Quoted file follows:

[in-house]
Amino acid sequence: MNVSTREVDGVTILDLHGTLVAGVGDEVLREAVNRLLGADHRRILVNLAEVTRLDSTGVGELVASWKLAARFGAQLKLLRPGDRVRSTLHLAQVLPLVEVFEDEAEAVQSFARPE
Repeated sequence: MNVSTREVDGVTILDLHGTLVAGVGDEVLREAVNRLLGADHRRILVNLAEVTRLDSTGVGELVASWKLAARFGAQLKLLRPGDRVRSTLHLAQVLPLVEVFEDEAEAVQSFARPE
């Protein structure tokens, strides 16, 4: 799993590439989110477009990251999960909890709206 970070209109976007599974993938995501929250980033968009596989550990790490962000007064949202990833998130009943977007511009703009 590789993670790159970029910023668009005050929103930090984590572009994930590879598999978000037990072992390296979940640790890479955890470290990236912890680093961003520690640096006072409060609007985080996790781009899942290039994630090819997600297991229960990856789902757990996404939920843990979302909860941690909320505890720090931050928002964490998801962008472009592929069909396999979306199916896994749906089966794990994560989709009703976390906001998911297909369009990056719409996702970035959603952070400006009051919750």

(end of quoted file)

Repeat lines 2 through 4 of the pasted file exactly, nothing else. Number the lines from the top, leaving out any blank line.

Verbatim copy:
Amino acid sequence: MNVSTREVDGVTILDLHGTLVAGVGDEVLREAVNRLLGADHRRILVNLAEVTRLDSTGVGELVASWKLAARFGAQLKLLRPGDRVRSTLHLAQVLPLVEVFEDEAEAVQSFARPE
Repeated sequence: MNVSTREVDGVTILDLHGTLVAGVGDEVLREAVNRLLGADHRRILVNLAEVTRLDSTGVGELVASWKLAARFGAQLKLLRPGDRVRSTLHLAQVLPLVEVFEDEAEAVQSFARPE
């Protein structure tokens, strides 16, 4: 799993590439989110477009990251999960909890709206 970070209109976007599974993938995501929250980033968009596989550990790490962000007064949202990833998130009943977007511009703009 590789993670790159970029910023668009005050929103930090984590572009994930590879598999978000037990072992390296979940640790890479955890470290990236912890680093961003520690640096006072409060609007985080996790781009899942290039994630090819997600297991229960990856789902757990996404939920843990979302909860941690909320505890720090931050928002964490998801962008472009592929069909396999979306199916896994749906089966794990994560989709009703976390906001998911297909369009990056719409996702970035959603952070400006009051919750």